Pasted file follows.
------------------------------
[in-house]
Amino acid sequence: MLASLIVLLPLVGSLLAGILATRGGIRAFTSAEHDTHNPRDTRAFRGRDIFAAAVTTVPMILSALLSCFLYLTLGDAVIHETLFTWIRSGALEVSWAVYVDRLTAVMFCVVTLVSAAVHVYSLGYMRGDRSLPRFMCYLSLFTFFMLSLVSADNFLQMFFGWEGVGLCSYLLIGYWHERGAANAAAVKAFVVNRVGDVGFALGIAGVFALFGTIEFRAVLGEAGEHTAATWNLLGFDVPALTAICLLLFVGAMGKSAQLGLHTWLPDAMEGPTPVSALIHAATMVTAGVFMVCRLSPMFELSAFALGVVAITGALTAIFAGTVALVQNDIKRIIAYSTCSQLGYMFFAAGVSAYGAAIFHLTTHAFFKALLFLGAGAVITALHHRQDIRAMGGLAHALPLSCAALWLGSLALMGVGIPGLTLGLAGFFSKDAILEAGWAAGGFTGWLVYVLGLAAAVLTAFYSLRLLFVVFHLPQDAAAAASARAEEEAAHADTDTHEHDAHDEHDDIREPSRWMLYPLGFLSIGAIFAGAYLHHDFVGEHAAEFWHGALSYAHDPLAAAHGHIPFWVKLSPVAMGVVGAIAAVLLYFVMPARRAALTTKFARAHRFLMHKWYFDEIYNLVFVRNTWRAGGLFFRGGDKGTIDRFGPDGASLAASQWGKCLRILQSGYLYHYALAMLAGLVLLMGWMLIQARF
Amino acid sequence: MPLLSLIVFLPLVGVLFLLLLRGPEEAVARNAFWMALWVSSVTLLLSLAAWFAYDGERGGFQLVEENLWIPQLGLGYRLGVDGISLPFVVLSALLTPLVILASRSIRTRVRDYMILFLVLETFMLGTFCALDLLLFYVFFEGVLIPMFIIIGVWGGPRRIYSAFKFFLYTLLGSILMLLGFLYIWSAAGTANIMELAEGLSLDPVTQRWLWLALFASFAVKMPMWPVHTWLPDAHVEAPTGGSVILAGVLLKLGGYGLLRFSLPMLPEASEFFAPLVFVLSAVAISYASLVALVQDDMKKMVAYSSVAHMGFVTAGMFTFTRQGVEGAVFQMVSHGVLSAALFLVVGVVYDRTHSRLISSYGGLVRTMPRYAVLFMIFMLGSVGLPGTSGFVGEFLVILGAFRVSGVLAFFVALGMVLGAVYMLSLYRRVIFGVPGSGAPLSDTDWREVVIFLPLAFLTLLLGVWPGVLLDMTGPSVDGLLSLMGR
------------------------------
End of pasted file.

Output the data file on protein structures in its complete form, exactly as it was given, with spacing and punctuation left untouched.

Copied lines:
[in-house]
Amino acid sequence: MLASLIVLLPLVGSLLAGILATRGGIRAFTSAEHDTHNPRDTRAFRGRDIFAAAVTTVPMILSALLSCFLYLTLGDAVIHETLFTWIRSGALEVSWAVYVDRLTAVMFCVVTLVSAAVHVYSLGYMRGDRSLPRFMCYLSLFTFFMLSLVSADNFLQMFFGWEGVGLCSYLLIGYWHERGAANAAAVKAFVVNRVGDVGFALGIAGVFALFGTIEFRAVLGEAGEHTAATWNLLGFDVPALTAICLLLFVGAMGKSAQLGLHTWLPDAMEGPTPVSALIHAATMVTAGVFMVCRLSPMFELSAFALGVVAITGALTAIFAGTVALVQNDIKRIIAYSTCSQLGYMFFAAGVSAYGAAIFHLTTHAFFKALLFLGAGAVITALHHRQDIRAMGGLAHALPLSCAALWLGSLALMGVGIPGLTLGLAGFFSKDAILEAGWAAGGFTGWLVYVLGLAAAVLTAFYSLRLLFVVFHLPQDAAAAASARAEEEAAHADTDTHEHDAHDEHDDIREPSRWMLYPLGFLSIGAIFAGAYLHHDFVGEHAAEFWHGALSYAHDPLAAAHGHIPFWVKLSPVAMGVVGAIAAVLLYFVMPARRAALTTKFARAHRFLMHKWYFDEIYNLVFVRNTWRAGGLFFRGGDKGTIDRFGPDGASLAASQWGKCLRILQSGYLYHYALAMLAGLVLLMGWMLIQARF
Amino acid sequence: MPLLSLIVFLPLVGVLFLLLLRGPEEAVARNAFWMALWVSSVTLLLSLAAWFAYDGERGGFQLVEENLWIPQLGLGYRLGVDGISLPFVVLSALLTPLVILASRSIRTRVRDYMILFLVLETFMLGTFCALDLLLFYVFFEGVLIPMFIIIGVWGGPRRIYSAFKFFLYTLLGSILMLLGFLYIWSAAGTANIMELAEGLSLDPVTQRWLWLALFASFAVKMPMWPVHTWLPDAHVEAPTGGSVILAGVLLKLGGYGLLRFSLPMLPEASEFFAPLVFVLSAVAISYASLVALVQDDMKKMVAYSSVAHMGFVTAGMFTFTRQGVEGAVFQMVSHGVLSAALFLVVGVVYDRTHSRLISSYGGLVRTMPRYAVLFMIFMLGSVGLPGTSGFVGEFLVILGAFRVSGVLAFFVALGMVLGAVYMLSLYRRVIFGVPGSGAPLSDTDWREVVIFLPLAFLTLLLGVWPGVLLDMTGPSVDGLLSLMGR